Bigots and journalists

February 07, 1994|By A. M. Rosenthal

A "news" story in Time magazine declares that fighting black anti-Semitism by asking black leaders to stand against it is a way of "enforcing racial correctness" and, "it might be argued, is just another kind of bigotry."

Yes, that is what Time actually says. Page 37, issue dated today.

In its news section is a story about how an anti-Semitic speech made by a "semi-obscure" spokesman of the Nation of Islam before just a "few dozen" college students is made into a big deal. It becomes pressure against "black leaders across the country," and that "rankles" with "some" blacks. It comes at a bad time for black-Jewish relations, says Time, particularly in New York, always "fretting" about race.

Then the "news story" discloses "how it works" -- first the speech, then the columnists A.M. Rosenthal of the New York Times and Richard Cohen of the Washington Post call for black leaders to "repudiate" the speech. Then the Anti-Defamation League prints the speech in an ad.

Then black leaders, "feeling the heat," begin the "ritual of condemnation and racial correctness." Got it? Jews whip it up and blacks have to bow.

Journalistically, enough said of Time's staff writer, his assisting reporters and their assorted editors. Professionally, the article is worth noting simply as a warning to other magazines, newspapers and TV news programs: This is what can come out when "news stories" are allowed to cross over into editorialization by choice of words, angling and stacking. Politicization, distortion, ethical junk. So: vigilance, all!

But the story also reflects something else: the sickeningly condescending attitude of so many whites, and some blacks too, toward black intelligence, independence, individualism and honor.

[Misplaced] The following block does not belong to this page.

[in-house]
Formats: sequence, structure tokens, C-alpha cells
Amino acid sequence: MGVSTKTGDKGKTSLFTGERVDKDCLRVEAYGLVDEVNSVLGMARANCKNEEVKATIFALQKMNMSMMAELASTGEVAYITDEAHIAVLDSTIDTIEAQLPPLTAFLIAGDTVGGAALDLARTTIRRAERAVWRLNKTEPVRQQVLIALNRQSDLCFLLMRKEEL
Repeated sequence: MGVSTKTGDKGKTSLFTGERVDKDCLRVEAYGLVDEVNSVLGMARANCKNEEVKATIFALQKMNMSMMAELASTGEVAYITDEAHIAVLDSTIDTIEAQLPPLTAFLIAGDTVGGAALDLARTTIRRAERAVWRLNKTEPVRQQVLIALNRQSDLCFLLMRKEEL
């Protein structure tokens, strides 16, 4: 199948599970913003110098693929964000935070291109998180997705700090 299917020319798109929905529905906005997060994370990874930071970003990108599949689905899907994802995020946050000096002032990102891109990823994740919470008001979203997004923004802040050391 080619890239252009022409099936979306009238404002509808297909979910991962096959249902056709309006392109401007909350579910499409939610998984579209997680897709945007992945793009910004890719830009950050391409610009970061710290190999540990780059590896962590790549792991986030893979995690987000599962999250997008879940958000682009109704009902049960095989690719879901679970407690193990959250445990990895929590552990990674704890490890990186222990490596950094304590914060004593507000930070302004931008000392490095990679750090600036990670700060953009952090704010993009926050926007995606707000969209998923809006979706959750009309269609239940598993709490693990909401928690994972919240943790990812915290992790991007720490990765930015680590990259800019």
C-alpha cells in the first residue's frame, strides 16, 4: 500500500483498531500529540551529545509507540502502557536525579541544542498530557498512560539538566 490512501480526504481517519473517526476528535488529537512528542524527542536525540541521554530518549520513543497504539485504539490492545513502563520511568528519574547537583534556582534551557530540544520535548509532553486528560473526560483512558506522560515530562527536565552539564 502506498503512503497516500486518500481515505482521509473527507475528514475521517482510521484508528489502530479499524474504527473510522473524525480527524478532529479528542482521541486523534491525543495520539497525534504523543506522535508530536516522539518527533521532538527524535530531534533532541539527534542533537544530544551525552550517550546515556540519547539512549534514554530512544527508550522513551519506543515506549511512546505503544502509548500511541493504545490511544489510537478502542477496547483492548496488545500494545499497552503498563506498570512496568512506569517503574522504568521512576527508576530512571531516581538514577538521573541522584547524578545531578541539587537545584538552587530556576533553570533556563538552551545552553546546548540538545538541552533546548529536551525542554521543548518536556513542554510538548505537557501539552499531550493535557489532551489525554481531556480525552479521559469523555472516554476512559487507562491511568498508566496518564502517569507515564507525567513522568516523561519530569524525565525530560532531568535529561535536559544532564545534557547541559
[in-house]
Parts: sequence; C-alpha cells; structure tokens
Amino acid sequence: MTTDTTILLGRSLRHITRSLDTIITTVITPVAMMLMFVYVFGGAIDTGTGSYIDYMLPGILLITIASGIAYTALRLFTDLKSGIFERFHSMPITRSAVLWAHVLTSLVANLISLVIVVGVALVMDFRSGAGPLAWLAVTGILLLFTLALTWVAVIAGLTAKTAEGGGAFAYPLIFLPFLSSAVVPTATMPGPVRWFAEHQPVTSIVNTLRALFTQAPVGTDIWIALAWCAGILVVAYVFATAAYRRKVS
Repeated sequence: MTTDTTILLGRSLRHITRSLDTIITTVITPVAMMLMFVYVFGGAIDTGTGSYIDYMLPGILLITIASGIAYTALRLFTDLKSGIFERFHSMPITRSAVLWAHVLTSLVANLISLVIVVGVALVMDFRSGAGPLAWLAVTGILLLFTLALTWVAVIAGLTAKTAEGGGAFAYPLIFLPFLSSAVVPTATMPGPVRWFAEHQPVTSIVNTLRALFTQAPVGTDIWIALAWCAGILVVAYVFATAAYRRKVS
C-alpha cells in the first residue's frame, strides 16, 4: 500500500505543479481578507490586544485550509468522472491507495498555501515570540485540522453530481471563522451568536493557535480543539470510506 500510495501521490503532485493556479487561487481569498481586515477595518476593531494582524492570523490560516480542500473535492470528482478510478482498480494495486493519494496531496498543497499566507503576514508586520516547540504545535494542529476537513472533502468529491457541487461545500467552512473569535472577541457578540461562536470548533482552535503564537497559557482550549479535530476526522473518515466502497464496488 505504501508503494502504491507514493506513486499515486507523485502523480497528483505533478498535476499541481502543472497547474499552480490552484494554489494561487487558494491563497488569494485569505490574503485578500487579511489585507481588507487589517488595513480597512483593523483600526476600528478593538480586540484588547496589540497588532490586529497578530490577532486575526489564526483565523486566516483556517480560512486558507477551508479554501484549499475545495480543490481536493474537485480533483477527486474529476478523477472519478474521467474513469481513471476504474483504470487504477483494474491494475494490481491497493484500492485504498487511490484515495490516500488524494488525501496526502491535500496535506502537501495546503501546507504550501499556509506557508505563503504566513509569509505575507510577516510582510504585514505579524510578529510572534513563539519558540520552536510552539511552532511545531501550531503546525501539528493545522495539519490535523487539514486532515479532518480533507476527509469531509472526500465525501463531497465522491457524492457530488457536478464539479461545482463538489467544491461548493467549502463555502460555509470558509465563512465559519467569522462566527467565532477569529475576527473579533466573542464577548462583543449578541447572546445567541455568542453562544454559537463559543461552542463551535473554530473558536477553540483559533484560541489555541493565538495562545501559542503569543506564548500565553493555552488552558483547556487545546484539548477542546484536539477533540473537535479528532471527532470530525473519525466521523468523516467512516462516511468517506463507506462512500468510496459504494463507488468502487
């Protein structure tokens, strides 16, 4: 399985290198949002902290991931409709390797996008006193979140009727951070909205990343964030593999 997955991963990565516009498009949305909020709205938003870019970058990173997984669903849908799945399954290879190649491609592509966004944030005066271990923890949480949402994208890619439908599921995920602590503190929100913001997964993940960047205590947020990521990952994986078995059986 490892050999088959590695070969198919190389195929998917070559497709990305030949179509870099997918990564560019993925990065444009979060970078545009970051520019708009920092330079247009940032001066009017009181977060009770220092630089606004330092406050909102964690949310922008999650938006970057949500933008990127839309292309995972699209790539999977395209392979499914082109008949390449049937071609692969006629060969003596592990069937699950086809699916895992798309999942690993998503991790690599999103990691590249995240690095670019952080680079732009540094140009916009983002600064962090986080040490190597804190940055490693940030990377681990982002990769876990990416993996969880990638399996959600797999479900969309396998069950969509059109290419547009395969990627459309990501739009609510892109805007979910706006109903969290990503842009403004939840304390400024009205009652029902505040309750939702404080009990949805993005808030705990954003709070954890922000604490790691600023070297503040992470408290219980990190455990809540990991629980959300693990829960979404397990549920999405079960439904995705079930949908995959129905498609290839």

Not a word did Time print to indicate that it ever crossed its collectivized-journalism mind that black leaders who denounced the speech really might despise it, that maybe they stood up because they liked that stance in life.

Time-team saw them simply surrendering to pressure. Time Warner: Could it be that tells more about the story's perpetrators than about the black leaders?

The speech brought black condemnation after it reached print in news stories -- real ones, T.W. -- the opinion columns clearly marked as such and in the ADL ad.

But that's no plot, son. It is how journalism exposes bigotry. What would happen to America if journalism, other than Time, decided that to point out bigotry was itself bigotry?

And that correctness bit -- cute, but come on, team, those of us who insist on fighting bigotry are usually lifetime opponents of political correctness and its lifetime targets, as surely know Time and staff writer.

On Feb. 3, the real Feb. 3, Mr. Farrakhan slapped custard all over Time's face. He himself showed the importance of exposing bigots. After black leaders denounced his aide and his vicious anti-Semitism, Mr. Farrakhan fired the fellow and said his language was "repugnant." But he stood by the "truths" the said aide spoke.

Since those "truths" were a foul mess of religious and racial trash, Mr. Farrakhan's weaseling moves me no more than his earlier announcement that he would play a violin piece by Mendelssohn.

I hope that the statements against the viciousness of Mr. Farrakhan's man by the Rev. Jesse Jackson, members of the Congressional Black Caucus and the NAACP lead them to a public evaluation of the dangers of the Nation of Islam itself.

The country needs a full African-American expose of how the Nation of Islam injects poison into the U.S. by constant spewing of separatism, hatred of whites, Asians, Judaism, Catholicism -- and its attacks against African-Americans who oppose it.

Already among some Americans and in the press, there is a kind of mumblemouthed acceptance of Mr. Farrakhan and his organization. It goes: Well, maybe he is an anti-Semite, and that's not nice, but think about his good work among drug addicts and his speeches about black self-responsibility. You have to admire that, don't you?

No, we don't, not any more than we admired Nazism's economic success or Stalin's vacations for assembly-line champions. Do we still have to learn that hatred stinks, even when it perfumes its armpits?

A.M. Rosenthal is a columnist for the New York Times.

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